Usually founded by a prominent female patron, the ribaat functioned as a home for single women, usually widows or divorcees. What makes it of particular interest is that not only the patrons and beneficiaries but also the administrators, or shaykhas, were women. The shaykha was charged with the responsibility of leading the women in the ribaat in prayer and dhikr, and with giving them lessons in Islamic law. … Although some of the women who lived in these institutions were impoverished, others came from elite families and chose to live out their final years in pious poverty.‐6
Women continue to be involved in Sufi orders today, in Muslim countries and among Muslim women in the western world also. Helinski mentions the Naqshabandi, Chishti, Bektashi and Mehlevi orders among those with women leaders as well as participants.‐7 North African Sufi groups where women are involved include the Tijanni, Qadiri, Rahmani, Isawi and Nasiri, among others. Women make pilgrimage to the tombs of saints (both female and male saints) seeking blessing or healing, and perform dhikrs there; or in their own homes, as in places like Chechnya and Dagestan.
Some elements of Sufi orders have been taken up into the da’wa movements that are part of contemporary piety for many Muslim women. These include the use of dhikr, also an emphasis on teaching, the practical application of teaching on piety and personal life, and participation in a wider organized religious group.
As well as acknowledging Muslim women’s desire to find closeness to God, the history of Sufism reminds us of the importance of offering women opportunities to gather together in groups as women (as well as with men), for practical teaching on the way of the Messiah, and for structured prayer, worship and meditation on the Word. It also brings into focus the significance of the relationship between learner and teacher, within the wider women’s group to which they belong. This pattern of teaching in the context of people’s everyday life issues, of relationship between teacher and learner, and of community, with group worship and prayer, is a way of discipleship that reflects and builds on the lives and environments of Muslim women. And it echoes Gospel patterns, modeled by the Messiah who taught women and men, and who in his death and resurrection, tore open the veil that separated us from knowing God face to face.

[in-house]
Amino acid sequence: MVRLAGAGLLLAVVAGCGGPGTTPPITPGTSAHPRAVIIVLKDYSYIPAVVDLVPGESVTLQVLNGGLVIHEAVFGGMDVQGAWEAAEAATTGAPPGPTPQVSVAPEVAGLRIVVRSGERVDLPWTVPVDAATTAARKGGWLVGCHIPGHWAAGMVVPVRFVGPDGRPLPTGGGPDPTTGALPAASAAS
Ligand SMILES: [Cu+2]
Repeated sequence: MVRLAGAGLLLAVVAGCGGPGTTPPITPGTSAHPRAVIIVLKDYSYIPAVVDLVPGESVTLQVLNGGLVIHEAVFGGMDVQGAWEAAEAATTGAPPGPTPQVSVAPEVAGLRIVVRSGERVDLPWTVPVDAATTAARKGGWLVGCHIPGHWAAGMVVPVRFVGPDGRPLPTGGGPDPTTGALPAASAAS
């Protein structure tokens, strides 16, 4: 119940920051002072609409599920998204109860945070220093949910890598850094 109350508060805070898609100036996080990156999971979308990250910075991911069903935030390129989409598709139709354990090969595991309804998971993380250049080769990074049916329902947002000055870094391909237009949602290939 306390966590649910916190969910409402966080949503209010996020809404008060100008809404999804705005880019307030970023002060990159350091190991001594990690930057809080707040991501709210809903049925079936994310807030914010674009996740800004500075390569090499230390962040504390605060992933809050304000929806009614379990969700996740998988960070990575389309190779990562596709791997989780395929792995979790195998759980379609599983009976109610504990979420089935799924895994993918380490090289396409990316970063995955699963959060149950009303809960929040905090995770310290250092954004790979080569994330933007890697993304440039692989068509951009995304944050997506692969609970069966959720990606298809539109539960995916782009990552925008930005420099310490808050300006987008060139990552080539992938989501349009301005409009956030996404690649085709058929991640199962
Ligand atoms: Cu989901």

1 In his book “The Revivication of the Religious Sciences” (‘ihya’ ‛ulum al-din).
2 Schimmel, Annemarie. Tran. Susan H.Ray. My Soul Is a Woman. The Feminine in Islam. New York & London: Continuum, 2003:47.
3 Shaykh, pir/murshid in Persia, India or muqaddam in North Africa.
4 Rahman, Fazlur. Islam. 2nd ed. Chicago & London: University of Chicago Press, 1979:154.
5 Helminski, Camille Adams. Women of Sufism. A Hidden Treasure. Writings and Stories of Mystic Poets, Scholars and Saints. Boston: Shambhala Publications, 2003: xxiv.
6 Sabra, Adam. “Poverty.” Encyclopedia of Women & Islamic Cultures. Leiden- Boston: Brill, 2007:491.
7 https://sufism.org/sufism/writings-on-sufism/women-and-sufism-by-camille-adams- helminski-2
© When Women Speak … January 2018
Moyra Dale spent over two decades in the Middle East (particularly Egypt, Jordan, and Syria) with her family working in education, specializing in Adult Literacy (Arabic) and teacher training. She is an ethnographer whose research has included exploring adult literacy in Egypt and the women’s mosque movement in Syria through women’s accounts and understanding of their own lives and realities. Currently based in Melbourne, Australia, she writes, teaches, trains, and supervises students in Islam and cross-cultural understanding, with a focus on Muslim women. Moyra holds a PhD in Education (La Trobe University) and DTh (Melbourne School of Theology).